Now, you will notice that this is all being done “in Christ Jesus”. You will recall that we have previously studied this phrase “in Christ” and seen how critical it is to everything in this passage, in this book and indeed in the Bible. Nothing happens except “in Christ”, that is, based on His death and resurrection. Our reconstruction starts at the cross.
We see the same concept in many passages. Just one is II Cor. 5:17: 17) Therefore, if anyone is in Christ, he is a new creation. The old has passed away; behold, the new has come. So, the fact of the new creation and the basis for it in, Christ, is clear in Scripture. However, it’s the glory of it is emphasized in the passage before us.
Look at the word “workmanship”. It is the Greek word ποιμα, which literally means “to do or make”. We are literally a “doing” or a “making” of God. Pretty heady stuff, huh? We get our English word “poem” from this Greek word, and so many have stressed that in Christ we are made into a new poem of God, emphasizing the heightened elegance that attaches to poetry as opposed to normal writing. That’s a good start, but by the time Paul was writing, this word meant any work of art – not just a “making”, but a confection intended to allure, to dazzle, a carefully crafted, painstakingly delivered artistic effort, every detail of which has been refined to appeal to the highest instinct – something of exquisite beauty, whether a statue, a song, painting or whatever. That is what we are in Christ – no longer the walking dead, but now a new man, a new woman – and more than that – a masterpiece! That, Beloved, is the sense of this passage.
We are a spectacular spiritual (and eventually physical) recreation, resulting in a new man or new woman in Christ that He intends the world to marvel at – greater far than any sunset, any mountain or meadow vista, any breathtaking land or oceanscape of physical dimension – that is us. We are the walking dead, brought to life and re-created and shaped by God Himself into a work of art.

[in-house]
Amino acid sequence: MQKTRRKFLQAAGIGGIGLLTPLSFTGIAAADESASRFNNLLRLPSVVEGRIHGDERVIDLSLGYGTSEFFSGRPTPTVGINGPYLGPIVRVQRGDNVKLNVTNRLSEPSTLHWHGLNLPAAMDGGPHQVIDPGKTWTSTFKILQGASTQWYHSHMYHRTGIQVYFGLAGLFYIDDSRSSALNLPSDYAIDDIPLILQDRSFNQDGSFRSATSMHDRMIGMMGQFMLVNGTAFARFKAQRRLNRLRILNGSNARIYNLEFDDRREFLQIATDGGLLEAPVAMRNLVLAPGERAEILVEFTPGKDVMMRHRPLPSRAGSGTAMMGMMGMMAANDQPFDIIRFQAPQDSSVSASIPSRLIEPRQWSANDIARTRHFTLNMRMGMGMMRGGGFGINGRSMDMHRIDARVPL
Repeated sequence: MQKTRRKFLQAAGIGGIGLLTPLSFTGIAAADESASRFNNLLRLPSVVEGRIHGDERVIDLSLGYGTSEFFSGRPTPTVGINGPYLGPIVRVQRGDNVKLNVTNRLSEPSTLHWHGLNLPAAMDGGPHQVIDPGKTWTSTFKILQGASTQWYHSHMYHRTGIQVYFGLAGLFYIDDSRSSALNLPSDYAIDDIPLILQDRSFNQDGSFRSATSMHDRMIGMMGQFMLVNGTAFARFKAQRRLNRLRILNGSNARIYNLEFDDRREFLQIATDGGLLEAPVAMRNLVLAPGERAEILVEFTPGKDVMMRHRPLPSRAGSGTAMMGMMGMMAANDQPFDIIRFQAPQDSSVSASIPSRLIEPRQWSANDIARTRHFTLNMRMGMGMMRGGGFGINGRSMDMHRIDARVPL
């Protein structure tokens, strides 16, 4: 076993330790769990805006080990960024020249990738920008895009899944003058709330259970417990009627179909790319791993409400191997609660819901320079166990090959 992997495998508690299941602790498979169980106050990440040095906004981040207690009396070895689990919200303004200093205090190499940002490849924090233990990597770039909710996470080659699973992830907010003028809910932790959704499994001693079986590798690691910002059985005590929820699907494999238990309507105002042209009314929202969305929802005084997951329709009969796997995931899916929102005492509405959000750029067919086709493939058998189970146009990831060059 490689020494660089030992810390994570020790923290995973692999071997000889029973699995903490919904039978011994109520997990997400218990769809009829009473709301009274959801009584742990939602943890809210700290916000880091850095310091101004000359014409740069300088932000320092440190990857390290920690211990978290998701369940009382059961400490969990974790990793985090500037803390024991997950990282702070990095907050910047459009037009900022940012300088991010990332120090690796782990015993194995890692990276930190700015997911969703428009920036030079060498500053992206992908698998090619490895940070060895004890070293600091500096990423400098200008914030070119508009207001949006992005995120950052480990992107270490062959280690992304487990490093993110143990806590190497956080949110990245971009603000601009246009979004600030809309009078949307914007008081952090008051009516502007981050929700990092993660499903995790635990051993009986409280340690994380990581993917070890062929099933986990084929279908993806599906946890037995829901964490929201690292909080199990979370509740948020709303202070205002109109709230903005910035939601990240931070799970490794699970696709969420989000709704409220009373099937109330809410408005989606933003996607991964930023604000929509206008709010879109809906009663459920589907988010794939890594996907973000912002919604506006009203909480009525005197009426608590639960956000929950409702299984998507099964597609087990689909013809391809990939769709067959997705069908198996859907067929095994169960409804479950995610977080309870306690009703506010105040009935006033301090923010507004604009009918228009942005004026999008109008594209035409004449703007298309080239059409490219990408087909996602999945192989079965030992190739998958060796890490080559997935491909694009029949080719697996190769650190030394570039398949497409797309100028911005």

Michelangelo was once asked what he was doing as he chipped away at a shapeless rock. He replied, “I’m liberating an angel from this stone.” That’s what God is doing with us. We are in the hands of the great Creator who throws away nothing. As His workmanship, you are not the old you – you are a masterpiece of God’s own making. No less a theological mind than Jonathan Edwards said that the “spiritual life which is reached in the work of conversion, is a far greater and more glorious effect than mere being and life.” Better than being or life? That is you – in Christ.
Most of you have heard of the great church father, Augustine, Bishop of Hippo around 400 AD. Certainly one of the top 5 minds in church history. Augustine had a believing mother but a pagan father. Though raised in the church he became a libertine, a lady’s man, famous for his prayer: "Grant me chastity and continence – [p] but not yet.” He had a son born out of wedlock and the best that can be said for him was that he was a rogue before God got hold of his heart.
It all changed for Him when, thanks to the incessant prayers and urgings of his mother, Augustine left northern Africa, went to Milan and met up with Ambrose, another famous church father. God touched his heart and changed his life. He left his former life of license. By his own account, he returned home to Northern Africa and eventually met up with one favorite former girl friend who said to him: “Augustine, Augustine, it is I.” He turned and said: “Yes, but it is not I.”